Educators and other school officials have a non-negotiable obligation to maintain a safe school in which those who want to can learn. This is an irreducible minimum which must take precedence over well-intentioned efforts at social reclamation, racial pride building, AIDS prevention, or whatever.
This means that serious disruptions, bullying, extortion, and predation, must not be tolerated under any circumstances. If this can be accomplished without administering corporal punishment, so much the better. After all, the physical punishment of children has weighty opposition. For example, the American Academy of Pediatrics, the American Psychological Association and the National Association of Social Workers all oppose or strongly discourage corporal punishment of children and the United Nations has initiated a world-wide program to eliminate it.
But what if educators with thirty plus impoverished kids per class do not command the resources necessary to maintain order without this option? For 6000 years such punishment was readily, available. Make other kid's lives miserable or learning impossible and it would cost you a red behind. These days, most school districts, even entire states have ruled this consequence out.
What has taken its place? Sermonettes, ineffectual detentions, forced transfers, or trying to teach the malefactors conflict resolution techniques. Unfortunately, the recipients of these remedies typically continue to lay waste to everyone's safety and learning.
Suspension is the worst that usually happens to school kids who specialize in making other people's lives insufferable. For many kids this sanction is a joke — time off to run the streets. With corporal punishment banned by people who escape the price of its banning, school officials command few if any sanctions that impress hooligans. As one young hoodlum assured a more novice delinquent in the presence of a Philadelphia teacher friend of mine, "Don't worry, they can't do shit to you here."
Sure, corporal punishment might well damage children thus corrected. It also might encourage them to think that might makes right or that violence is the best way to resolve conflicts. (They probably think that anyway.) But even if it always damages aggressors in one way or another, that, by itself, is not decisive until the rights and safety of others have been factored in.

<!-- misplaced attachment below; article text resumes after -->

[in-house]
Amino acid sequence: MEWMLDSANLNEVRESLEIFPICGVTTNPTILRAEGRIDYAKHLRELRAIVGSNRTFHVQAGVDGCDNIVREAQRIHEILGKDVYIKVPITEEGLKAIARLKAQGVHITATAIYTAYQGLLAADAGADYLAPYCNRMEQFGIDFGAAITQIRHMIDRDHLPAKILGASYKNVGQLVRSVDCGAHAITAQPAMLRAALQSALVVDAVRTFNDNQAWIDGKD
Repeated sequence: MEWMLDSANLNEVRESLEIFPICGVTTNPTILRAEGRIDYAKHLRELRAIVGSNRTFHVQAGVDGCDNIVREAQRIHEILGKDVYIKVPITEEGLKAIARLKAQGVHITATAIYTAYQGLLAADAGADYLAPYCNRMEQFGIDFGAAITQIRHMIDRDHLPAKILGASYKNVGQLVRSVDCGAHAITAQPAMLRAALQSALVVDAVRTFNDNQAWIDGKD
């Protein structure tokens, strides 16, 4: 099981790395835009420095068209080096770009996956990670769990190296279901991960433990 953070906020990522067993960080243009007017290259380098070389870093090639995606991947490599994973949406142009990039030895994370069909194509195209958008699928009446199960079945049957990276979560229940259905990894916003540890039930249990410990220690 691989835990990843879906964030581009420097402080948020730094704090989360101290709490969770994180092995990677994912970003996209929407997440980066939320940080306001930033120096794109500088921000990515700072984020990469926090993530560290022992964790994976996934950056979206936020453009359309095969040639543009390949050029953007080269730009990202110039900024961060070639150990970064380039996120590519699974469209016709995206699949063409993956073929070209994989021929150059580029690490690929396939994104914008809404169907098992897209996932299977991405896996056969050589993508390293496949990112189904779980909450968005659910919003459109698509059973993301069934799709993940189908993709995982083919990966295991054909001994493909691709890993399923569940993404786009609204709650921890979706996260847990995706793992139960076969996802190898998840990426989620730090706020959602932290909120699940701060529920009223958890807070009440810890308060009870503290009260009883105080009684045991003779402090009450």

Put simply, educators absolutely must nor forget about the rights of victims. Children who are being subjected to merciless bullying, for example. Don't they have rights and feelings? Remember, children are compelled to attend school by force of law, and that means that they have an absolute right to safety once they are there.
Teachers have similar rights. They must be free of the threats and assaults of disturbed or malevolent youngsters; and sociopaths, whatever the origins of their behavior, must not be permitted to destroy lessons much less the peace and happiness of others. And for this to happen, school officials must command meaningful sanctions that tough kids respect.
In the best of all possible worlds, corporal punishment would never have to be inflicted on anyone for any reason. And much can and should still be done to make schooling more palatable and more effective for a broader range of kids. This would reduce misbehavior. But the world is far from perfect, school resources are strictly limited, order is absolutely necessary for reforms to take hold and the right of the innocent to safety and security must take precedence. Meaningful penalties, then, still are required.
Is corporal punishment the answer? Is it the only practical way to make inner-city schools safe places where kids can learn. If so, it must be scrupulously fair and carefully controlled or abuse is guaranteed. But let's reiterate the main point. Without meaningful sanctions of some sort incivility and social predation simply take over.
It is sadly certain that present day sanctions are so weak that they insure that good kids, kids who want to learn, are being compelled to attend mad houses rather than school houses.
To examine these and similar issues further, see articles at www.newfoundations.com